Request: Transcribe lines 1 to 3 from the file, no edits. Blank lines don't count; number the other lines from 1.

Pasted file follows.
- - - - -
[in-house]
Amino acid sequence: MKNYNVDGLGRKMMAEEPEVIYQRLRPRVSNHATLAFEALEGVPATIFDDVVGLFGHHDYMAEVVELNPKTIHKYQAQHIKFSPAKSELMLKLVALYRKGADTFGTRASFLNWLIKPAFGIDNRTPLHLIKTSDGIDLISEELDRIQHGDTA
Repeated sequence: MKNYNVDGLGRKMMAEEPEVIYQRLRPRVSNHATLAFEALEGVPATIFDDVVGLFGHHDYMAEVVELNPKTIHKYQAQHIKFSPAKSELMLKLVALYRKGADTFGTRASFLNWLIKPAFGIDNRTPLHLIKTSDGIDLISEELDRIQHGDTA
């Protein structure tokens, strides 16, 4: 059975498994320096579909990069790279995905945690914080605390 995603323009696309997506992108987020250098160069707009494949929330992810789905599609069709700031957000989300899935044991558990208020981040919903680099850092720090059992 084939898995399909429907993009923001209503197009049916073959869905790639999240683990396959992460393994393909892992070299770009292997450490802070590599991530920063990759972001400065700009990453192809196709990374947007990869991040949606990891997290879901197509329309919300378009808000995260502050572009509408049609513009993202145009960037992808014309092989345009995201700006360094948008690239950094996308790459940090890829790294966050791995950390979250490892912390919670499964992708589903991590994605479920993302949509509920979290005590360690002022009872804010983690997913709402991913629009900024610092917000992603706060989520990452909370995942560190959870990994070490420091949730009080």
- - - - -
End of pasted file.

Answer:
[in-house]
Amino acid sequence: MKNYNVDGLGRKMMAEEPEVIYQRLRPRVSNHATLAFEALEGVPATIFDDVVGLFGHHDYMAEVVELNPKTIHKYQAQHIKFSPAKSELMLKLVALYRKGADTFGTRASFLNWLIKPAFGIDNRTPLHLIKTSDGIDLISEELDRIQHGDTA
Repeated sequence: MKNYNVDGLGRKMMAEEPEVIYQRLRPRVSNHATLAFEALEGVPATIFDDVVGLFGHHDYMAEVVELNPKTIHKYQAQHIKFSPAKSELMLKLVALYRKGADTFGTRASFLNWLIKPAFGIDNRTPLHLIKTSDGIDLISEELDRIQHGDTA